Vertical Access announces Daniel Gordeyeva joins the company’s Ithaca office at the end of July. A tree climbing instructor with Cornell Outdoor Education, Daniel will assist with AutoCAD and certify to a SPRAT Level I Rope Access Technician. He graduated from Rensselaer Polytechnic Institute, majoring in Sustainability Studies and Economics. He has also served as a Back Country Steward with the New York State Department of Environmental Conservation and as an Operations and Maintenance Solar Electrician with EMT Solar works.
Test your knowledge of historic and iconic buildings in the U.S. (and beyond!) in this series of “guess the building” blog posts.
Series No. 14:
This building was designed by a recently deceased icon in the architecture world, and until 2019 was the tallest building in its city.
Where am I?
Answer: Green Building (Building 54), Massachusetts Institute of Technology. The Green Building is a 21-story concrete-frame structure designed by I.M. Pei & Associates and completed in 1964. The cast-in-place concrete is expressed on the exterior facades, with pre-cast units used at the window sills.
Don’t miss another architectural challenge: subscribe to our blog by signing up with your email address in the sidebar. Click here to see all of the posts in this series.
Photos by Vertical Access.
Vertical Access is called upon to assist with all kinds of difficult to access civil structures, not just buildings. Parking garages are no exception, and are increasingly coming under scrutiny by building codes departments across the country.
Last summer, New York State amended Title 19 of the New York Code, Rules, and Regulations to require periodic inspection of parking garages. An initial condition assessment is required prior to an issuance of an updated certificate of occupancy or certificate of compliance being issued for a new structure.
Deadlines are fast approaching. Existing buildings must complete an initial condition assessment prior to:
- October 1, 2019 if originally constructed prior to January 1, 1984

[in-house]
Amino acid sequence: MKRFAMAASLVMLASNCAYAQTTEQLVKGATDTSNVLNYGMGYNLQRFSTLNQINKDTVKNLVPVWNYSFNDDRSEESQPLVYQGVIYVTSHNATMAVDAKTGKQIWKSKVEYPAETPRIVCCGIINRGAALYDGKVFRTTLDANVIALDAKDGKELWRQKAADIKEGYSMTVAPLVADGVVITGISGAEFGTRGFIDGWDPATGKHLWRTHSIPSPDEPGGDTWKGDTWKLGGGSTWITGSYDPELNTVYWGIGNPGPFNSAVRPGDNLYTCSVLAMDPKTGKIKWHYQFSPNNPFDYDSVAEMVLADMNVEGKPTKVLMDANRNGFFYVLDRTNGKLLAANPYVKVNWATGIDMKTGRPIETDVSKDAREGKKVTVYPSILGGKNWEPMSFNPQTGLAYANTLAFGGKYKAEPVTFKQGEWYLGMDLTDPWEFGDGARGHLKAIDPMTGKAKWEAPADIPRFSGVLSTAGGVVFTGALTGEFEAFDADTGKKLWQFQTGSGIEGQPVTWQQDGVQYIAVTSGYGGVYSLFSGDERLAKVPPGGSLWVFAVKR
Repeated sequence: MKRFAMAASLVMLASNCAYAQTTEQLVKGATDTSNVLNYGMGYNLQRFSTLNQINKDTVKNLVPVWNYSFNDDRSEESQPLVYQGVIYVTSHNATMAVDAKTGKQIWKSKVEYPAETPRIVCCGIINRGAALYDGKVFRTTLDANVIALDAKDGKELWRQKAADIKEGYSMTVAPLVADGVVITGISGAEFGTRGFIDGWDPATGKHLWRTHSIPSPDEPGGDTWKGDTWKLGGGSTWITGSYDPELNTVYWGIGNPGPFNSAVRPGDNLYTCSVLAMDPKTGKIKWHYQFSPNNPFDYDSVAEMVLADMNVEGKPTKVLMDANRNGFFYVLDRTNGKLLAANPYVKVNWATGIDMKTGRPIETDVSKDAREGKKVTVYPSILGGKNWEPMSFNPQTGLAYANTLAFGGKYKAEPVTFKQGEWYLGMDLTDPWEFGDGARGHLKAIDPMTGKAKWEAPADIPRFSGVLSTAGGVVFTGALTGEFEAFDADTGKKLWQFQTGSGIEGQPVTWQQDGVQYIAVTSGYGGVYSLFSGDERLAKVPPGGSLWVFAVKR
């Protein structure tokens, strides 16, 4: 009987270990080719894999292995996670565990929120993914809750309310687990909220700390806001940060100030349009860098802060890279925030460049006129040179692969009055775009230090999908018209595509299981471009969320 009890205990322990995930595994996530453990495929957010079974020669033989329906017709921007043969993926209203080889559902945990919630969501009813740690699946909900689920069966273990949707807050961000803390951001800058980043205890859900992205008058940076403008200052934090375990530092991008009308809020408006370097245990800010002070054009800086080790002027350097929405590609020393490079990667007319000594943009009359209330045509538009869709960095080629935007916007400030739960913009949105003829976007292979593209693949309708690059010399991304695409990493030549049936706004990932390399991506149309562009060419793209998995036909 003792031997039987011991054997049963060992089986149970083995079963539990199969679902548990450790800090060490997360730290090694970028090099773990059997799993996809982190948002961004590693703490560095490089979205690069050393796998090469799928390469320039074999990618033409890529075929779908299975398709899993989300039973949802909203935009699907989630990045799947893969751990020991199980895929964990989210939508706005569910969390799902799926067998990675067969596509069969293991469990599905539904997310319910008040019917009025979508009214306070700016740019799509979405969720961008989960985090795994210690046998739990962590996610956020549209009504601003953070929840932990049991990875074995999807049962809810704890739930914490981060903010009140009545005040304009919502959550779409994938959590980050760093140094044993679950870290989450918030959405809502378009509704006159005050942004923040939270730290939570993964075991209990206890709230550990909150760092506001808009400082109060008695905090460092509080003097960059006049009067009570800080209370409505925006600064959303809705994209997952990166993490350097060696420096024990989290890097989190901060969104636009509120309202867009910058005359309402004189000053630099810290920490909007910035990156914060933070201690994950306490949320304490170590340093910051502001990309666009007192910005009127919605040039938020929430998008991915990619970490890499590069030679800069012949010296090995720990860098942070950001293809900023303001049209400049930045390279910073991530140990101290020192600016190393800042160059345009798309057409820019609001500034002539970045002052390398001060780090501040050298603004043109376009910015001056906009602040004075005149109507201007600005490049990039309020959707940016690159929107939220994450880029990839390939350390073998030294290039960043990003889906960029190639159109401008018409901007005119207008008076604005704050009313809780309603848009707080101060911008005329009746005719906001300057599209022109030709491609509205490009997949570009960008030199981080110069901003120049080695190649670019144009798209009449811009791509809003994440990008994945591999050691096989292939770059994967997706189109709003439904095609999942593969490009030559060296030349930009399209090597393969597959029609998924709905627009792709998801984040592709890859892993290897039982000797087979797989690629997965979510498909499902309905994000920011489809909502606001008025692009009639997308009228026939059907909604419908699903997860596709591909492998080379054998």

- October 1, 2020 if originally constructed between January 1, 1984 and December 31, 2002
- October 1, 2021 if originally constructed between January 2003 and August 29, 2018 (the date of the release of this new rule).
Following the initial condition assessment of a parking garage, such parking garage shall undergo periodic condition assessments on an ongoing basis every three years.
According to a recent issue of NYC Building News, the New York City Department of Buildings is currently recommending similar requirements for periodic parking garage inspections for adoption in New York City as a local law through the Department’s Periodic Code Revision Process.
Contact Kelly Streeter, P.E., our resident Qualified Exterior Wall Inspector, to see how we can assist with your parking garage inspections.
Kristen Olson, Mike Russell, EIT, and Patrick Capruso completed Level I Thermography Certification Training through the Infrared Training Center in Nashua, NH. Bolstering our team’s already existing infrared thermography skills, the course will help Kristen, Mike, and Patrick better collect quality data about differences in emitted infrared energy and account for measurement effects such as distance and emissivity using infrared cameras. This technology helps with our investigation of moisture infiltration and evaluation of subsurface conditions. Infrared thermography measures emitted and reflective heat coming from an object. This closely corresponds with the temperature of that object; the hotter it is, the more heat it will emit to its surroundings.
It is useful in building inspections to be able to “visualize” differential levels of heat emanating from a building. Water, for example, will heat up and cool down at a slower rate than the rest of a building façade. This makes it possible to view where there may be water infiltration using a thermal imager because wet areas exhibit different heat signatures, whereas a visible light image will not show the temperature differences. Steel rebar and relieving angles in a facade will similarly change temperature at a different rate than the surrounding material and therefore be distinguishable in a thermal image.
The certification and training included:
- Comprehensive, hands-on introduction to thermal imaging and measurement systems for predictive maintenance applications.